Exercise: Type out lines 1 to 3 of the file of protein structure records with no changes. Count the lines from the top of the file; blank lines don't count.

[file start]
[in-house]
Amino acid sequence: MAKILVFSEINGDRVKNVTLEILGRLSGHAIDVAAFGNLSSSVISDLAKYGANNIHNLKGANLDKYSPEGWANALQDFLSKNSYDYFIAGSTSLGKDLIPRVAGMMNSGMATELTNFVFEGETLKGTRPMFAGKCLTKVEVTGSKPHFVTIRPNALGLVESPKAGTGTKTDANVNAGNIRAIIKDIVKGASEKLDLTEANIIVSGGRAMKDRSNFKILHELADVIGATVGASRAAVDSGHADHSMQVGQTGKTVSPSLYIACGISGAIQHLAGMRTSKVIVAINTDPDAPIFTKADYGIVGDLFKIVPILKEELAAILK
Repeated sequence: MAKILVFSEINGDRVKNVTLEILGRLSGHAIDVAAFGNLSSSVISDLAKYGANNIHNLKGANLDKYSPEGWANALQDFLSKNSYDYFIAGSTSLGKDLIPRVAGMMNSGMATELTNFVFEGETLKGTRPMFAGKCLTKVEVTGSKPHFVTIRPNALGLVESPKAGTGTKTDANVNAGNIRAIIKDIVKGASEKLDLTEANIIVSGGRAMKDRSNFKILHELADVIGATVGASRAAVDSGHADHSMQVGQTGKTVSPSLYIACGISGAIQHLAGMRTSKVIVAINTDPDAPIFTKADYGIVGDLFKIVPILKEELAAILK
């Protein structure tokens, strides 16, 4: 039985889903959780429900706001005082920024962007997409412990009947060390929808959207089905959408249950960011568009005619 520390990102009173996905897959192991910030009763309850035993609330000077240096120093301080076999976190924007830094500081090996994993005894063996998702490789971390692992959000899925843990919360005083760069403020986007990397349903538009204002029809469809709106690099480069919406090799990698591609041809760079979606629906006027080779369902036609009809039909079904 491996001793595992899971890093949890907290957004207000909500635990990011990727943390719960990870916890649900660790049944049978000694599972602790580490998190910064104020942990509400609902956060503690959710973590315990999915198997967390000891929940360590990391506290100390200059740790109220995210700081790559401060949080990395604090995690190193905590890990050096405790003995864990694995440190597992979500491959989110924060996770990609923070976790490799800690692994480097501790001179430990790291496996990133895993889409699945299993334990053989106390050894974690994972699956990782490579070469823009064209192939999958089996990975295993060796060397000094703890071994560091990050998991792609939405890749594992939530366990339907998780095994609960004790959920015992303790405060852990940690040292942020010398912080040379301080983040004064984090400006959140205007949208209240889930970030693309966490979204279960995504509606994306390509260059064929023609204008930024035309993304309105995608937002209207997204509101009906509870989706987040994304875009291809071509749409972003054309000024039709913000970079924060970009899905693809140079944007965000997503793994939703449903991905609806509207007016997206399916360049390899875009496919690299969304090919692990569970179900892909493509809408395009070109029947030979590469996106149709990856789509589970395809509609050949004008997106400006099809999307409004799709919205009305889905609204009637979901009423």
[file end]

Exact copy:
[in-house]
Amino acid sequence: MAKILVFSEINGDRVKNVTLEILGRLSGHAIDVAAFGNLSSSVISDLAKYGANNIHNLKGANLDKYSPEGWANALQDFLSKNSYDYFIAGSTSLGKDLIPRVAGMMNSGMATELTNFVFEGETLKGTRPMFAGKCLTKVEVTGSKPHFVTIRPNALGLVESPKAGTGTKTDANVNAGNIRAIIKDIVKGASEKLDLTEANIIVSGGRAMKDRSNFKILHELADVIGATVGASRAAVDSGHADHSMQVGQTGKTVSPSLYIACGISGAIQHLAGMRTSKVIVAINTDPDAPIFTKADYGIVGDLFKIVPILKEELAAILK
Repeated sequence: MAKILVFSEINGDRVKNVTLEILGRLSGHAIDVAAFGNLSSSVISDLAKYGANNIHNLKGANLDKYSPEGWANALQDFLSKNSYDYFIAGSTSLGKDLIPRVAGMMNSGMATELTNFVFEGETLKGTRPMFAGKCLTKVEVTGSKPHFVTIRPNALGLVESPKAGTGTKTDANVNAGNIRAIIKDIVKGASEKLDLTEANIIVSGGRAMKDRSNFKILHELADVIGATVGASRAAVDSGHADHSMQVGQTGKTVSPSLYIACGISGAIQHLAGMRTSKVIVAINTDPDAPIFTKADYGIVGDLFKIVPILKEELAAILK